Embracing the Cooperative Principle of Collaborative CUSOs

Evaluating the role of the CUSO business model.


Throughout their proud history credit unions have been the most successful model of the power of co-operation and collaboration in the financial services industry. The model has since been extended beyond the credit union-to-member relationship to credit union-to-credit union as well, and now also encompasses the CUSO-to-CUSO relationship.

We cannot emphasize enough that today, more than ever, economic scale, geographic diversity, speed to market and shared risk cry out for the creation of more CUSOs in the credit union community.  We see the opportunity for growth and expansion of this great idea, the continuation of the cooperative model. 

This year marks the 20th Anniversary of the founding of NACUSO. The CUSO business model most people are familiar with was a child of the deregulatory environment of the 1980s. That period was the starting point of unprecedented credit union growth through the 1990s and beyond. The equities market skyrocketed, and CUSOs played a paramount role in harnessing that growth for the credit union marketplace. CUSOs were a regulatory necessity in providing for-profit investment services.  This was the principal initial niche of CUSOs.  There were examples of collaborative CUSOs in areas such as shared branching but credit unions did not fully embrace the wide spread use of the collaborative CUSO model at first.

However, credit unions cannot afford to run as a 20 th Century financial institution in a 21 st Century world. NACUSO believes that collaborative CUSOs are the means to jump start credit unions to a new level of success.  CUSOs are the means to combine the best elements and advantages of free market theory with traditional credit union philosophy. There are many examples of how a CUSO's application of business practices used in the for-profit world has enhanced the ability of its client credit unions to serve their members.  We believe the CUSO exists to serve the needs of the credit union, just as the credit union exists to serve the needs of its members.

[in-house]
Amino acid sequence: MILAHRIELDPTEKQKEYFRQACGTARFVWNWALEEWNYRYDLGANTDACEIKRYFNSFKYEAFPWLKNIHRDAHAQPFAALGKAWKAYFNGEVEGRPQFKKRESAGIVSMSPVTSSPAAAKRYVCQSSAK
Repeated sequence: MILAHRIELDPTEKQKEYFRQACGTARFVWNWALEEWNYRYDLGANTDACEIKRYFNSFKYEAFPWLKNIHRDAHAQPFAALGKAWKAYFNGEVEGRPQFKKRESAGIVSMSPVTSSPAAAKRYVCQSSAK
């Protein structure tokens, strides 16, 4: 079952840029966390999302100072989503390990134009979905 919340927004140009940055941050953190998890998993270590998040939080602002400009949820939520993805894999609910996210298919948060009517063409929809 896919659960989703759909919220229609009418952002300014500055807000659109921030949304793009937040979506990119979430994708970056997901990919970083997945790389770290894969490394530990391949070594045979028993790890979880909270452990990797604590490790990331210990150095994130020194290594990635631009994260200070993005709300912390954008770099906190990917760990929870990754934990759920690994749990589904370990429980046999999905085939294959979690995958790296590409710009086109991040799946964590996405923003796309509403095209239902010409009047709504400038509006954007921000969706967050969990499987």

An Industry Advocate

We are here to openly promote credit union owned options for products, services and delivery channels. Those options may be held by wholly owned CUSOs or jointly owned CUSOs. NACUSO intends to be the clearinghouse for information and knowledge about and for all CUSOs. As a starting point, we intend to make it common practice to promote that whenever a credit union needs a solution to a problem that it starts the RFP process by searching for a solution from a credit union owned provider.  NACUSO will be a resource to credit unions and CUSOs who are searching for the right partners.

We need more knowledge of what credit unions are doing together.  This information is not available anywhere on a comprehensive basis. Even the regulators do not know the quantity and quality of CUSO activity. We'll be working closely with Callahan and Associates to refine the collection of data about the myriad of CUSO based businesses and provide this information to our industry.